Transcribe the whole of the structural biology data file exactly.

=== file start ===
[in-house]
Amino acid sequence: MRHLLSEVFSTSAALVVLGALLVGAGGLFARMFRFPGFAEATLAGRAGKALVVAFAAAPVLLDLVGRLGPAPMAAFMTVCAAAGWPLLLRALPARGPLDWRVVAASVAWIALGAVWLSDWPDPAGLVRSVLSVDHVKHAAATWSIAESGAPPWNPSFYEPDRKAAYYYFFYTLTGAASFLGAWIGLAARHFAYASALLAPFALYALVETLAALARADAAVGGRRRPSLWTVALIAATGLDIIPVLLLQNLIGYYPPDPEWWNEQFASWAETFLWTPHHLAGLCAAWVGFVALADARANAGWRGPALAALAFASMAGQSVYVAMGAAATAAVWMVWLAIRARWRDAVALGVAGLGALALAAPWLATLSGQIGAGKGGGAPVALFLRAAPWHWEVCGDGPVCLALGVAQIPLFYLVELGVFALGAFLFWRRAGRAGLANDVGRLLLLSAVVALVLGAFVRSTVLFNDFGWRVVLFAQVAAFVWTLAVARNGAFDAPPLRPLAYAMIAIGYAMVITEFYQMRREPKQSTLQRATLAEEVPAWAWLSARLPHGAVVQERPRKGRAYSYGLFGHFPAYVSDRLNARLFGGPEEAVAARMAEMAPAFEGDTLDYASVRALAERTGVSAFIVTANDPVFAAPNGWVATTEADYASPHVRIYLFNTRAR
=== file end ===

[in-house]
Amino acid sequence: MRHLLSEVFSTSAALVVLGALLVGAGGLFARMFRFPGFAEATLAGRAGKALVVAFAAAPVLLDLVGRLGPAPMAAFMTVCAAAGWPLLLRALPARGPLDWRVVAASVAWIALGAVWLSDWPDPAGLVRSVLSVDHVKHAAATWSIAESGAPPWNPSFYEPDRKAAYYYFFYTLTGAASFLGAWIGLAARHFAYASALLAPFALYALVETLAALARADAAVGGRRRPSLWTVALIAATGLDIIPVLLLQNLIGYYPPDPEWWNEQFASWAETFLWTPHHLAGLCAAWVGFVALADARANAGWRGPALAALAFASMAGQSVYVAMGAAATAAVWMVWLAIRARWRDAVALGVAGLGALALAAPWLATLSGQIGAGKGGGAPVALFLRAAPWHWEVCGDGPVCLALGVAQIPLFYLVELGVFALGAFLFWRRAGRAGLANDVGRLLLLSAVVALVLGAFVRSTVLFNDFGWRVVLFAQVAAFVWTLAVARNGAFDAPPLRPLAYAMIAIGYAMVITEFYQMRREPKQSTLQRATLAEEVPAWAWLSARLPHGAVVQERPRKGRAYSYGLFGHFPAYVSDRLNARLFGGPEEAVAARMAEMAPAFEGDTLDYASVRALAERTGVSAFIVTANDPVFAAPNGWVATTEADYASPHVRIYLFNTRAR